We get to know more about two bloggers in West Africa this week. Keith Smith in Burkina Faso shares his photos, and George Ngwane in Cameroon re-publishes an interview with a local newsmagazine.
Blogger, Keith Smith, has been a missionary in Burkina Faso since 1989 and has been blogging at Under the acacias. He shares a comment he has been hearing in recent time. However, he wants No Comment:
You’re Looking Old!
This was another unwanted comment, made twice by different people in the last few days here in Burkina. Apparently, my beard is significantly whiter than when I was here a couple of years ago. The comment was probably meant as a compliment, and might have been joined by the other unwanted compliment: “You’re looking fat!”
You can make up your own mind from these photos of me from 2003 in the rice field, and this week in Gorom. Maybe on this occasion it is just as well the comment section is closed…
Cameroonian blogger, George Ngwane, has recently been interviewed by Post Newsmagazine.
NGWANE republishes the interview: George Ngwane: The Independent Intellectual:
Mwalimu George Ngwane is a man of many parts. Writer, poet, peace activist, educationist, political analyst, pan-Africanist, and executive director of AFRICAphonie are all parts of this intellectual machine. Although he could amass easy lucre by simply praise-singing as most Cameroonian “intellectuals” have done, Mwalimu has remained consistent in voicing the peoples’ causes. His uncompromising stance for the people has had dire and sometimes heart-rending professional consequences. Yet, he remains undaunted and his active participation as spokesperson of the Committee for the Participation of Independent Candidates in the Electoral Process in Cameroon stands out as eloquent testimony.
The Trials & Tribulations of a Freshly-Arrived Denizen…of Ghana writes about the migration of Malians to Spain, and the horrendous experiences they go through. He was motivated to blog about this issue due to a programme called “Witness” he watched on AlJazeera English, via Metro TV in Accra, Ghana:
…Throughout the programme, I kept on pondering over the psychological compulsion for Malians to go to Spain for a better life. Even when Reuters photographer Juan—a surprisingly compassionate man who made his way all the way to Mali to see the family of one of the Malians who survived the ordeal in those waters of Spain, and with whom he had become close, some of this Malian’s family members maintained Malians had “no choice”, and that it is their “destiny”, and that “les prieres de ses parents ont sauve notre fils”.
Quite whether the prayers of parents saved this Malian prompts speculation that God must, assumedly, not have been listening to those who were also praying.
Ramblings of an African Geek raises very important issues about Internet bandwidth, open-source software and software piracy in Ghana in Linux in areas of low bandwidth:
I’ve been meaning to complain about this for a while.
One of the things I do here is help in linux outreach. Getting people to at least consider the use of open source software in their daily work. I end up helping quite a few people install linux on their machines.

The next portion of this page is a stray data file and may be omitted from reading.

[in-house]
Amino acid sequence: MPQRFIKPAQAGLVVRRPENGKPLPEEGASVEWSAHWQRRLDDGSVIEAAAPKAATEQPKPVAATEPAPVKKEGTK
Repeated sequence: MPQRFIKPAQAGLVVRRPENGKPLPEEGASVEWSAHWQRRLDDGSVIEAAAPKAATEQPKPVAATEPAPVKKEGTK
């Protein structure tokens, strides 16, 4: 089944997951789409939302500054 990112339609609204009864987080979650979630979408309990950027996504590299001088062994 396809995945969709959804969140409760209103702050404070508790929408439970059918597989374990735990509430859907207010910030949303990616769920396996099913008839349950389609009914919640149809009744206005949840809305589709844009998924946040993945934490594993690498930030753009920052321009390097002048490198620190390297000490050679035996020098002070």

The crux of the matter is however at the last paragraph of this blog entry:
I just wish there was some awareness on the part of the people who are trying to promote open source in developing countries that bandwidth can be a huge issue here and can affect how ‘free’ something is vs. readily available pirated software.
Oluniyi David Ajao is happy and blogs: “For once, we asserted ourselves“
Libyan leader Col Gaddafi was very recently involved in an impasse at Abuja airport in Nigeria with the dispute being his over 200 bodyguard entering the west African nation with thier heavy arms. Col Gadaffi who was attending a summit in Nigeria was not happy, yet the Nigerian officials at the airport insisted, and only allowed 8 pistols after much argument with the Libyan security officials.
Thank God, for once, we asserted ourselves. Under no circumstances should the Nigerian officials have allowed 200 heavily armed bodyguards into our country. Do they want to take us over? Haba! Ki lo de? Wetin happen?
We conclude this week's round-up of West African blogs with Gambian blog Home of the mandinmories asking Who Killed Deyda?:
Readers of this blog have come to live with a permanent fixture on the right side of the blog in the form of a photo, a poem and a question: who killed Deyda? It has been two years since he was murdered in cold blood on a deserted street in Kanifing. His killers still roam the street of the Gambia for all I know. His murder join the list of many more that has never been adjudicated in the annals of Gambian history. Names such as Ousman Koro Ceesay, Ebrima Barry and the martyrs of the student demonstration that followed his death at the hands of Brikama firemen. Ousman Sillah escape their bullet, but will live the rest of his life reflecting on how lucky he was to escape the assasins bullet. The scar of that fateful day will live with him till kingdom cometh.
I am not a member of the journalistic fraternity. Never claimed or aspired to be one, but I have an affinity for what they do and respect those that stick to the ideals of the profession. I don't know Deyda Hydara, never met him, but will forever respect him. He paid the ultimate price for something he believed in. That counts for something in my book.